Living Wheat-Free For Dummies
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Leaky gut, which is linked to eating wheat, can be difficult to get diagnosed because its symptoms are wide ranging and can seem unrelated to each other. Here's a partial list of ailments that may be signs of leaky gut (emphasis on the word partial ):

  • Autoimmune diseases such as celiac, rheumatoid arthritis, Type 1 diabetes, and multiple sclerosis

  • Chronic diarrhea and constipation

  • Chronic fatigue and muscle pain

  • Depression and anxiety

  • Frequent sickness

  • Inflammatory bowel disease

  • Migraine headaches, brain fog, and memory loss

  • Multiple food sensitivities

  • Nutrient deficiencies

  • Obesity and Type 2 diabetes

  • Skin conditions such as psoriasis and eczema

Treating these and other leaky gut symptoms individually is like just slapping a bandage on a gaping wound. In order to truly eliminate the symptoms, you have to treat the underlying cause. If you or your doctor thinks leaky gut may be the root of one or more of your symptoms, you can do a few basic things to address it:

  • Cut the wheat.Gliadin, one of the two main proteins in wheat gluten, causes an increase in zonulin. Elevated levels of zonulin cause the tight junctions and the blood-brain barrier to allow invaders through for a period of a few hours to a few days. Removing wheat from your diet helps reduce your zonulin levels.

  • Take refined carbohydrates, sugar, and processed foods out of your diet. The chemicals and preservatives in these foods cause gut inflammation because your body wasn't built to handle them, especially in the quantities that most people take in. Refined sugar can also lead to an overgrowth of bacteria and yeast, another cause of leaky gut. Eliminating sugar starves the bacteria overgrowth so it can't propagate.

  • Reduce your use of antibiotics, NSAIDS, aspirin, and prescription hormones like birth control pills. Part of what makes the gut susceptible to inflammation and leakage is an imbalance in the bacteria in the gut. Certain medications kill off not only the bad bacteria but also the good bacteria (a condition called dysbiosis.)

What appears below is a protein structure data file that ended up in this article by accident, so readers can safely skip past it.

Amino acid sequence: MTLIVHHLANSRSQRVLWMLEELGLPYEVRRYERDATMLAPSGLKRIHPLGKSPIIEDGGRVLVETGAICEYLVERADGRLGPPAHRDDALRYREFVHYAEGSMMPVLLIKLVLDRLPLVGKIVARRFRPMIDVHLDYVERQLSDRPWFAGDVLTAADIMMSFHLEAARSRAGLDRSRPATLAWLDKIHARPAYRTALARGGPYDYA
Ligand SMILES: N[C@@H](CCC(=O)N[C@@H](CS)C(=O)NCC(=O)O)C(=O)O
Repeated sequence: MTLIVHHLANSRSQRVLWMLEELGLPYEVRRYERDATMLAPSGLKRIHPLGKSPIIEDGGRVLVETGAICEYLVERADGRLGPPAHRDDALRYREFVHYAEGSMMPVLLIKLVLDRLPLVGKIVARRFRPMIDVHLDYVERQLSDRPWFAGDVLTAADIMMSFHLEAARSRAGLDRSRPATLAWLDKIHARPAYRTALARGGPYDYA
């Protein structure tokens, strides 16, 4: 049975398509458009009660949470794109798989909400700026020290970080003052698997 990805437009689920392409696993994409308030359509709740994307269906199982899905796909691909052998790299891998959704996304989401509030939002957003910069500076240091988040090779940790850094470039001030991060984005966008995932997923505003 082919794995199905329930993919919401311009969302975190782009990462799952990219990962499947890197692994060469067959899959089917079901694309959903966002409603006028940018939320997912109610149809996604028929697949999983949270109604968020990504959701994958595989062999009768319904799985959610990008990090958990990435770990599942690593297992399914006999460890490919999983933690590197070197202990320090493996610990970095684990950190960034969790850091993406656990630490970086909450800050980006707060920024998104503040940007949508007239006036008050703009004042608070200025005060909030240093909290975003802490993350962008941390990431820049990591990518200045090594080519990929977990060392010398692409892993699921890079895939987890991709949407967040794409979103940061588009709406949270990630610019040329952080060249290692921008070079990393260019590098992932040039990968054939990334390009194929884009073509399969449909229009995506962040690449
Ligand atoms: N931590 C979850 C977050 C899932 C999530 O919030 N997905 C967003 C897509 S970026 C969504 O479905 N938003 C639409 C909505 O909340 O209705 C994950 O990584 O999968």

The bacteria colonies aren't able to keep each other in check, and the bad ones have a chance to flourish. NSAIDS and aspirin in particular irritate the stomach lining, leading to more inflammation and permeability.

  • After long-term antibiotic use, taking probiotics helps restore the bacteria balance in your gut (because your gut can't do so on its own). Adding fermented foods to your diet will do double duty, along with the probiotics, toward healing your gut bacteria.

  • Rid yourself of chronic stress. That ache you feel in your belly from stressful situations is a reminder of the link between the brain and the stomach. The occasional pregame or prespeech jitters don't cause a huge problem, but sustained stress over time creates continual gut damage, paving the way for a suppressed immune system, inflammation, and gut leakage.

    Steps to eliminate stress include exercising; practicing breathing techniques, mindfulness, and/or meditation; and expressing gratitude.

  • Eliminate chronic infections. Much like chronic stress, chronic infections cause an environment that paves the way for a bacterial imbalance in the gut. Although a wheat-free lifestyle can't guarantee you'll never have another infection, adhering to the principles here can help you avoid chronic infection.

About This Article

This article is from the book:

About the book authors:

Rusty Gregory has a master’s degree in kinesiology and runs a personal training studio. He is an active contributor to, an emerging leader in publishing health news for consumers, and is the author of Self-Care Reform: How to Discover Your Own Path to Good Health. Alan Chasen has a degree in kinesiology and has run a personal training studio since 1989. He advises his clients on exercise, proper nutrition, and general well-being.

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